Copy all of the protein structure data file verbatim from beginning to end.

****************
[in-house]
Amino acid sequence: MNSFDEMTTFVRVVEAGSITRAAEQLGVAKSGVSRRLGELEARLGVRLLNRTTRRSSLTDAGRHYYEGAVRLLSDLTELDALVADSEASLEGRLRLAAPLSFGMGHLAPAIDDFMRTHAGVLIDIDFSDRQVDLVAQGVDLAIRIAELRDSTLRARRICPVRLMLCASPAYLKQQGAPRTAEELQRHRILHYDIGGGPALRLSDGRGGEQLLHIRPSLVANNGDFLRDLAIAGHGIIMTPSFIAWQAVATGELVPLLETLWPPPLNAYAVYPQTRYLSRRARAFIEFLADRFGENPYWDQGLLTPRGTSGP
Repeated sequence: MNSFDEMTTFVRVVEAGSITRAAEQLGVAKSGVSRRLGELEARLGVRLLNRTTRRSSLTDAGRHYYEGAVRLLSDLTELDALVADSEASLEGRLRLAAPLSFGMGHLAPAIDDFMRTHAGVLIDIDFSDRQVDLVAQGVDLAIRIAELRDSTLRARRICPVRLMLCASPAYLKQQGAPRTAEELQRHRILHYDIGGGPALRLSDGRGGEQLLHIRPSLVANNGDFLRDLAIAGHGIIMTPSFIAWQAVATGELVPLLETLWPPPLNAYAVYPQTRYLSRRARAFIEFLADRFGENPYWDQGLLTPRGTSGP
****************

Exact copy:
[in-house]
Amino acid sequence: MNSFDEMTTFVRVVEAGSITRAAEQLGVAKSGVSRRLGELEARLGVRLLNRTTRRSSLTDAGRHYYEGAVRLLSDLTELDALVADSEASLEGRLRLAAPLSFGMGHLAPAIDDFMRTHAGVLIDIDFSDRQVDLVAQGVDLAIRIAELRDSTLRARRICPVRLMLCASPAYLKQQGAPRTAEELQRHRILHYDIGGGPALRLSDGRGGEQLLHIRPSLVANNGDFLRDLAIAGHGIIMTPSFIAWQAVATGELVPLLETLWPPPLNAYAVYPQTRYLSRRARAFIEFLADRFGENPYWDQGLLTPRGTSGP
Repeated sequence: MNSFDEMTTFVRVVEAGSITRAAEQLGVAKSGVSRRLGELEARLGVRLLNRTTRRSSLTDAGRHYYEGAVRLLSDLTELDALVADSEASLEGRLRLAAPLSFGMGHLAPAIDDFMRTHAGVLIDIDFSDRQVDLVAQGVDLAIRIAELRDSTLRARRICPVRLMLCASPAYLKQQGAPRTAEELQRHRILHYDIGGGPALRLSDGRGGEQLLHIRPSLVANNGDFLRDLAIAGHGIIMTPSFIAWQAVATGELVPLLETLWPPPLNAYAVYPQTRYLSRRARAFIEFLADRFGENPYWDQGLLTPRGTSGP